Initial Coin Offerings

An initial coin offering or “ICO” refers to a digital way of raising funds from the public using a virtual digital currency, also known as cryptocurrency. An ICO can also be known as a ‘token sale’ or ‘coin sale’.

Tokens may also be used (exclusively) for payment to the issuing company for its services or products. Contrary to shares offered in a traditional initial public offering (“IPO”), Tokens typically do not represent ownership interests or an entitlement to dividends.

Similarly, to IPOs, the issuer can use the proceeds of the ICO to finance its business operations and future growth. In the event that Tokens are exchanged for other cryptocurrencies, the issuing company can exchange them for fiat currencies.

In contrast to commonly used forms of money such as banknotes or bank deposits, digital currencies are not a claim on anybody. In this respect, they can be thought of as a type of commodity. But unlike physical commodities such as gold, they are also intangible assets, or digital commodities.

Digital currencies have meaning only to the extent that participants agreethat they have meaning. Not being an IOU or liability of a central bank (or the state) does not prevent digital currencies from being used as money, but it does mark an important difference between them and national currencies.

If the target amount is successfully raised at the first stage, the Token’s value may increase dramatically and the issuer can increase its worth incredibly quickly, depending on the initial Token distribution and supply.

A more detailed analysis begins with the fact that a digital currency is an asset that only exists electronically so to participate in an ICO, investors need a secure digital wallet. A digital wallet stores a private key, a secure digital code known only to the investor and his wallet, that shows ownership of a public key, a public digital code connected to a certain amount of currency, and together these keys allow the owner to “send and receive” electronic chains of digital signatures (“Tokens”) within a digital ledger of records, called “Blocks”, in which transactions made in bitcoin or another cryptocurrency are recorded chronologically and publicly (a “Blockchain”). A wallet also acts as a personal ledger of transactions.

Each Block contains a ‘hash’ of the previous Block (that is the unique digital fingerprint identifying the previous Block and all of its contents) as well as its own hash,a timestamp, and transaction data thus creating a chain of Blocks. The first Block in a chain is the ‘Genesis Block’. By design, a Blockchain is resistant to modification of the data. It is an open, distributed ledger that can record transactions between two parties efficiently and in a verifiable and permanent way.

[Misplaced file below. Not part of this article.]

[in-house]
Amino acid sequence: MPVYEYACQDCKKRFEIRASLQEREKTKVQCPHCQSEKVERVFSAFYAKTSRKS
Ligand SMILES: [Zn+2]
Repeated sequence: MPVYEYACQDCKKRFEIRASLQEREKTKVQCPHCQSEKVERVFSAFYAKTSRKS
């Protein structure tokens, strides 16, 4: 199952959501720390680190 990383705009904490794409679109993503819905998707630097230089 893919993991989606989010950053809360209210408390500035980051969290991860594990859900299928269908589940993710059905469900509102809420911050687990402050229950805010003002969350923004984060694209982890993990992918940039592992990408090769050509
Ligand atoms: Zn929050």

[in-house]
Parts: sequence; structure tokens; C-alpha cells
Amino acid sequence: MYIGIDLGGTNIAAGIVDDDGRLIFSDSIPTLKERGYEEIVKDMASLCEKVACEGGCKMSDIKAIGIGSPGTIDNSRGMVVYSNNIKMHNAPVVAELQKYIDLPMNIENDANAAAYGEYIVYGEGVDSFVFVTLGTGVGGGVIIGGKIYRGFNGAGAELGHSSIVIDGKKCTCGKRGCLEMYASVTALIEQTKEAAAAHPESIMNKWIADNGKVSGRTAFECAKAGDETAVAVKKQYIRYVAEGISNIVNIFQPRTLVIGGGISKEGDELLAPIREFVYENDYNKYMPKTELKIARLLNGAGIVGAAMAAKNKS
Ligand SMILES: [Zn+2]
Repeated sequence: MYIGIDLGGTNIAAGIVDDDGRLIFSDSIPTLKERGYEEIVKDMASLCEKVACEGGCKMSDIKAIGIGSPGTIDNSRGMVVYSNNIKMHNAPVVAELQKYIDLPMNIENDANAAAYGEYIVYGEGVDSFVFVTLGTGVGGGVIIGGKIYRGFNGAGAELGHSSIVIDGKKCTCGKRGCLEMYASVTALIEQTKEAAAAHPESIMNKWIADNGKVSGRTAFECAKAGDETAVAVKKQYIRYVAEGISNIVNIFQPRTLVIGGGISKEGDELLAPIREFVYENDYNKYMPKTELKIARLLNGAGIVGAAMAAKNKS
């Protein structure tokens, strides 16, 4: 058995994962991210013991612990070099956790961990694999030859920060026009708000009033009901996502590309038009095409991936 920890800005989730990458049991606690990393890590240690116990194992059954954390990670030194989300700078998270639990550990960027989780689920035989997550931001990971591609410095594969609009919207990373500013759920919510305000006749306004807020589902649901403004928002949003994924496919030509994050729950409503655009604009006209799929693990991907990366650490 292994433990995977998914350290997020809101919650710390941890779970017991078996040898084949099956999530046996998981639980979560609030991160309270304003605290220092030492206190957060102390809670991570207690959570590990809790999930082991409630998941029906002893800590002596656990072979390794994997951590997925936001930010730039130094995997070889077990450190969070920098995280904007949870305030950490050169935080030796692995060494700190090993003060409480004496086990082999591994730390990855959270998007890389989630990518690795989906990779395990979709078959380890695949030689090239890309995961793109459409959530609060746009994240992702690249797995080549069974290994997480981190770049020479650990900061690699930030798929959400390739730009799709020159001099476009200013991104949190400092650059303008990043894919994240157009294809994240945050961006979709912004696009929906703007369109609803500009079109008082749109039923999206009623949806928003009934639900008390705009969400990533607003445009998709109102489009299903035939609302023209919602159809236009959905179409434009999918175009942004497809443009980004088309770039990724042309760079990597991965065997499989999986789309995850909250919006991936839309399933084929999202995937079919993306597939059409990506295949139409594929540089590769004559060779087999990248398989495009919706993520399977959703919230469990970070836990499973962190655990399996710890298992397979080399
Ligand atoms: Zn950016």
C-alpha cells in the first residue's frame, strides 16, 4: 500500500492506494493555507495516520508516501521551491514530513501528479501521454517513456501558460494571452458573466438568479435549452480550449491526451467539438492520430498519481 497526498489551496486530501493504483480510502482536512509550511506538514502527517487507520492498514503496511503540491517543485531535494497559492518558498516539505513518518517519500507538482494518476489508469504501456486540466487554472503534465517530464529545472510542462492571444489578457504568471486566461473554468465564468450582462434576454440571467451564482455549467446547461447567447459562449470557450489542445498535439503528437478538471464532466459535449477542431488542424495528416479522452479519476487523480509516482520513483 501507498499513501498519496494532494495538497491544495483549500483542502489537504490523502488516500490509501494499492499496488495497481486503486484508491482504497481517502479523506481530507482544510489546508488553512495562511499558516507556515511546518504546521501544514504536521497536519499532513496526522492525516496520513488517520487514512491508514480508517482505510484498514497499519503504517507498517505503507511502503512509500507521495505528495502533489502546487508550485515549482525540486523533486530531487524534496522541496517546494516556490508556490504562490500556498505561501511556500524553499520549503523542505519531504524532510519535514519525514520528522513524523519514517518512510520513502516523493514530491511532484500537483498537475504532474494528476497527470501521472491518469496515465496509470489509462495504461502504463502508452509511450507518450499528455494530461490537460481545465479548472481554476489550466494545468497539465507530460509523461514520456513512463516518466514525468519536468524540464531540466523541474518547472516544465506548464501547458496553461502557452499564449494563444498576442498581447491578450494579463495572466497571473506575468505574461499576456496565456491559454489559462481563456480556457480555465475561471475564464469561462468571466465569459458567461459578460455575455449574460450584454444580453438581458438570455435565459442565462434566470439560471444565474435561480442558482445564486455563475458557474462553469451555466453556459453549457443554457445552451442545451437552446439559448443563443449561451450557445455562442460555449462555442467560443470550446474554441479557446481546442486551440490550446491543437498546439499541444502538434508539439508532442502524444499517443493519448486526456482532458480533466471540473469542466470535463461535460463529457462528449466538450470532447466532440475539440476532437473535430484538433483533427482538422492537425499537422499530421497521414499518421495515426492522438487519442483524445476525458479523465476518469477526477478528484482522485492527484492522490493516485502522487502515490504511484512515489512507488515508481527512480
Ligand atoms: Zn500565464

The integrity of the Blockchain records and protection against the risk of digital Tokens being copied and spent a second time relies on a network system of verification. A user, wishing to make a payment, issues payment instructions which are disseminated across the network of other users. Standard cryptographic techniques make it possible for users to verify that the transaction is valid — that the would-be payer owns the currency in question. Special users in the network, known as ‘miners’, gather together Blocks of transactions and compete to verify them. In return for this service, miners that successfully verify a Block of transactions receive both an allocation of newly created currency and any transaction fees offered voluntarily by parties to the transactions under question. When Blocks of transactions are verified, they are added to the ledger. This system has been criticized because it involves an expensive use of computing power by miners.

A Blockchain can be used to store self-executing digital contracts – smart contracts – which are enforceable by the software code itself – rather like a vending machine automatically executing the delivery of a can of coke provided it is functional. Smart contracts can be coded within a Block to automatically represent, regulate and transfer the ownership of hard assets once they are registered as digital assets.Smart contracts can also provide for the issue of Tokens.

The computer code becomes the law.

Whilst Blockchains cannot access external data they can be programmed to receive an external data feed from a trusted third party (known as an oracle) which triggers smart contract executions when certain conditions are met, for example, the completion of a successful payment for a coin sale for example.

So, a fiat currency can be automatically exchanged for a digital currency under a smart contract on a Blockchain which can then keep track of people’s transactions using that digital currency.

An innovation on this basic idea was the Filecoin ICO.  Protolcol Labs aims to launch the Filecoin Network using the Interplanetary File System, a peer-to-peer hypermedia protocol. To fund this new network Filecoin collected $257 million in contributions based on Tokens which will be issued in the future if they succeed in building their new platform. Its project is still under development so, as it wasn’t able to issue its own Tokens on a platform, given it has yet to be built, funds were raised by the issue of ‘Simple Agreements for Future Tokens” (or “SAFTS” for short) being a right to purchase, in the future, certain units of Filecoin of the company upon the release of the Filecoin Genesis Block and a fully functioning and secure Filecoin Blockchain.